Custom Pagination in SQL Server 2005

,

Introduction

Pagination is not a new concept to developers or users.  In

fact, most of us use pagination every day.  Pagination gives users the ability

to view data in small subsets, much like flipping through the pages of a book. 

In fact, many development tools have built-in pagination; however, I believe we

sometimes become too dependent on canned code.  It seems that managers today

give less thought to scalability and performance and more thought to faster development.

I am not saying that auto generated code is bad, but it is fair to say auto

generated code is not always the most efficient.  Sometimes this inefficiency

can directly impact user experience and the overall perspective of application

performance. Pagination is one of these inefficiencies.  While it is easier to

click the check box that says pagination, it is also a lot more costly. 

The Problem

The biggest problem with built-in pagination is the amount

of data returned to the application.  Built-in pagination retrieves all the

data from a subsequent query and performs filtering at the application tier,

not the database tier. This leads to greater overhead and resource consumption,

with no additive benefit.  For example, if you have 100,000 rows returned by a

SQL query and the user wants to view 10 rows at a time, built-in pagination

will return 100,000 rows regardless of the number of rows displayed on the

screen.  From a user’s perspective, the load time should be fast because the

application is only returning 10 rows.  When load times are slow for 10 rows,

users begin to get frustrated and scream that the application is slow.  Users

do not care, nor should they, what is going on in the background.  Users care

about two things: usability and performance.  This article addresses the

database logic that can be used to successfully implement a custom paging

solution, which can translate into faster load times and a better user

experience.

The Solution

SQL 2005 introduced new functionality called Row_Number. 

Row_Number makes pagination a breeze because it gives developers the ability to

assign a sequential number to each row returned.  The numbering is dictated by

the partition and ordering set within the function.  This functionality allows

developers to return only the data that is needed by the application, nothing

more nothing less.   By returning less data to the application, we can directly

increase performance and put less stress on the server.

Let’s start by creating a sample table and some data.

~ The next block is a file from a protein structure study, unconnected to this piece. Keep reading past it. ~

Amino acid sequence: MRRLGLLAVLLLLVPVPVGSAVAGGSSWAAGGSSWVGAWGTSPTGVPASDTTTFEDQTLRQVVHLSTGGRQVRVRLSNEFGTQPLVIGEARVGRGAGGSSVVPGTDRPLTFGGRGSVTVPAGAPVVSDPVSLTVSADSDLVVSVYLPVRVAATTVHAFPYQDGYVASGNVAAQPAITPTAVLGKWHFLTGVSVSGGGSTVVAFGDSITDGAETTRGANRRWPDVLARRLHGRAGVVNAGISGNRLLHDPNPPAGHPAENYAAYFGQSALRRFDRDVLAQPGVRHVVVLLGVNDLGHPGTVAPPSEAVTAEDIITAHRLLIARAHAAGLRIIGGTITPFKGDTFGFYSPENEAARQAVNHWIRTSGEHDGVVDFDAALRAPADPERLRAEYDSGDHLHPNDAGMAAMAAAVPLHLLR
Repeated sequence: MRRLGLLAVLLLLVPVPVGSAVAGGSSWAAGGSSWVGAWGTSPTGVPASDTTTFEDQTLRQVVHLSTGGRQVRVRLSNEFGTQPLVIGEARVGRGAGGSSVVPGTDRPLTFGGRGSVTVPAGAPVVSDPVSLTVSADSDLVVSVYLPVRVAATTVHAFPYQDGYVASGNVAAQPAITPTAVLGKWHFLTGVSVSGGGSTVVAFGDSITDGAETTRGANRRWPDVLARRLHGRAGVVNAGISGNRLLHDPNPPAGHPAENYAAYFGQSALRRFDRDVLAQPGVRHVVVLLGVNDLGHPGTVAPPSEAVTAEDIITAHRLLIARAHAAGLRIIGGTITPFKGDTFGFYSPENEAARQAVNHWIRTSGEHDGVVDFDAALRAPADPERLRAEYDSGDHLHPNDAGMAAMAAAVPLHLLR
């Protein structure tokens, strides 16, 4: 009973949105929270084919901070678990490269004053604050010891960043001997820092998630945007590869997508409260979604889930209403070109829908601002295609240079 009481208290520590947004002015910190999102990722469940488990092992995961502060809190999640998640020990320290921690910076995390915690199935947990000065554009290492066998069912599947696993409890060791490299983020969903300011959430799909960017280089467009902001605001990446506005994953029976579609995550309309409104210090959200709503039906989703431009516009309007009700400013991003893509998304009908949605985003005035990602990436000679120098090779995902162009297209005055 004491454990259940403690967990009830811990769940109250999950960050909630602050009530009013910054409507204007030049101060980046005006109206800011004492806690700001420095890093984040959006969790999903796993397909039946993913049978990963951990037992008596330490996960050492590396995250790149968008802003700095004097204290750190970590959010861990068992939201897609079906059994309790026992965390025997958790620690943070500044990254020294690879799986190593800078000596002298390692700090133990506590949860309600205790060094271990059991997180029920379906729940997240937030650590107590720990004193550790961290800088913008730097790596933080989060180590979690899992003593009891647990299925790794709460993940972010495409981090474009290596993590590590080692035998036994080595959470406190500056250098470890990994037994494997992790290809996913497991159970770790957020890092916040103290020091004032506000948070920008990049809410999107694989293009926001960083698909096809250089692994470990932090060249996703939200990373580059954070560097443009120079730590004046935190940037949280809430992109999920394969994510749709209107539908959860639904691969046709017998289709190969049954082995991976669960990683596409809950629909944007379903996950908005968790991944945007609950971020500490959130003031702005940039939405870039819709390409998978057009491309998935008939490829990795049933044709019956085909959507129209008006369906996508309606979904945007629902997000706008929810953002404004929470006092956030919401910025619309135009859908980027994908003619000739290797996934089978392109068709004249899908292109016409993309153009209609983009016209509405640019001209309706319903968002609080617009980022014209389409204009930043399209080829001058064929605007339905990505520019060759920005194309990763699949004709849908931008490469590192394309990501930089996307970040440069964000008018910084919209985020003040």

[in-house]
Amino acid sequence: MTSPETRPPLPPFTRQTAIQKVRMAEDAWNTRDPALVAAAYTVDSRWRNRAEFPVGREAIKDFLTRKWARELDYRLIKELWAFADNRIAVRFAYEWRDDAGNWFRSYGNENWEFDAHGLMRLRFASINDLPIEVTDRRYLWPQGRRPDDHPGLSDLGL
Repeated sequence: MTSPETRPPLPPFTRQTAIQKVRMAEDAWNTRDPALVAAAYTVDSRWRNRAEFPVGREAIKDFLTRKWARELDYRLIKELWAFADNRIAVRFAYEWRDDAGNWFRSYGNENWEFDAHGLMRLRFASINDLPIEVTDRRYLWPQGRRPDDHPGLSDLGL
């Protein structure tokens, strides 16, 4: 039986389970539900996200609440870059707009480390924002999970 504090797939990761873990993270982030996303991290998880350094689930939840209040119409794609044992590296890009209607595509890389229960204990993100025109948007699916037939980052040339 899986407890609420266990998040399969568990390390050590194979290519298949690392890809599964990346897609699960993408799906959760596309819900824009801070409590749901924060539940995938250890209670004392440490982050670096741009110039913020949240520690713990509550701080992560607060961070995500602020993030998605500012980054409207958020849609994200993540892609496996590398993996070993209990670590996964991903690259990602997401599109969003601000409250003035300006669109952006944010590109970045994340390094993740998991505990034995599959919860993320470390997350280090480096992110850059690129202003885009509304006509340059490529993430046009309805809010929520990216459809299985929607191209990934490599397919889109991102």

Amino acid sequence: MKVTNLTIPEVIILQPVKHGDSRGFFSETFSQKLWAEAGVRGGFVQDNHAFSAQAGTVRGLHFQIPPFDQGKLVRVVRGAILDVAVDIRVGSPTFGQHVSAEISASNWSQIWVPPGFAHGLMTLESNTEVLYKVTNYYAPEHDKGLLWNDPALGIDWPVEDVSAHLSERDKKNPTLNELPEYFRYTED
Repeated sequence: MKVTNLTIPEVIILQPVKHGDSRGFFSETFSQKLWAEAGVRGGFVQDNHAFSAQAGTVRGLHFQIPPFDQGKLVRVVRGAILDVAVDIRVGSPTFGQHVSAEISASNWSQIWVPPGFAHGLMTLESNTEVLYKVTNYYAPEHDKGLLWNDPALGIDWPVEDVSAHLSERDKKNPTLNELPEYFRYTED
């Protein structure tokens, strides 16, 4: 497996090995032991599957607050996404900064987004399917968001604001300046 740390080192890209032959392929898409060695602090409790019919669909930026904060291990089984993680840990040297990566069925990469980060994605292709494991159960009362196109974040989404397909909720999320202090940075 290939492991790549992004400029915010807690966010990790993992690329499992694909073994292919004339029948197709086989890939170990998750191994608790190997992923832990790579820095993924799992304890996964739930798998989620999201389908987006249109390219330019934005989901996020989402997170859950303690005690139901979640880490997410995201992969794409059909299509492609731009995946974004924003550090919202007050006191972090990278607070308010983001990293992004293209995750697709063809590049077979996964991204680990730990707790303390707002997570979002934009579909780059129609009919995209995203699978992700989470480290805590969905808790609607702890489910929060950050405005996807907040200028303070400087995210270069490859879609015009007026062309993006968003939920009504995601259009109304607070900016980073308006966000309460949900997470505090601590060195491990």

Note: I created test data by populating empty tables with Adventure

Works data.  You can download a free copy of the AdventureWorks database, on

the codeplex website. http://www.codeplex.com/MSFTDBProdSamples/Release/ProjectReleases.aspx?ReleaseId=4004

 

 

USE

[tempdb]

GO

 

IF EXISTS(SELECT 1 FROM sys.tables WHERE [name] = 'Contacts')

BEGIN

DROP

TABLE Contacts

END

GO

 

CREATE

TABLE Contacts(

ContactID

INT IDENTITY(1,1) PRIMARY KEY CLUSTERED,

FirstName

VARCHAR(25),

LastName

VARCHAR(25)

)

GO

 

CREATE

INDEX IXC_LastName ON

dbo.Contacts(LastName) INCLUDE(FirstName)

GO

CREATE

INDEX IXC_FirstName ON

dbo.Contacts(FirstName) INCLUDE(LastName)

GO

 

DECLARE

@max_id INT

SET

@max_id = (SELECT max(contactid)

   FROM

[Adventureworks].[Person].[Contact]

  )

 

INSERT

INTO Contacts

SELECT

TOP 1000000 --<<<--THE

NUMBER OF ROWS!

       

FirstName = (SELECT TOP 1

FirstName

   FROM

adventureworks.person.contact

   WHERE ContactID = 

ABS(CONVERT(BINARY(6),NEWID()) % @max_id) + 1),

       

LastName  = (SELECT TOP 1

LastName 

  

FROM adventureworks.person.contact

   WHERE ContactID = 

ABS(CONVERT(BINARY(6),NEWID()) % @max_id) + 1)

FROM

Master.dbo.SysColumns

t1,

    

Master.dbo.SysColumns

t2

GO

 

Now that we have our base table and data, we can begin to

discuss how to best accomplish the task at hand.  I am sure that most will need

more functionality than paging data, so I have included dynamic sorting and filtering

functionality. Usually, when someone hears the word dynamic they automatically

think dynamic SQL; however, I will demonstrate some ways to achieve dynamic

functionality, without the use of dynamic SQL.  I will also show how to achieve

the same functionality through the use of dynamic SQL.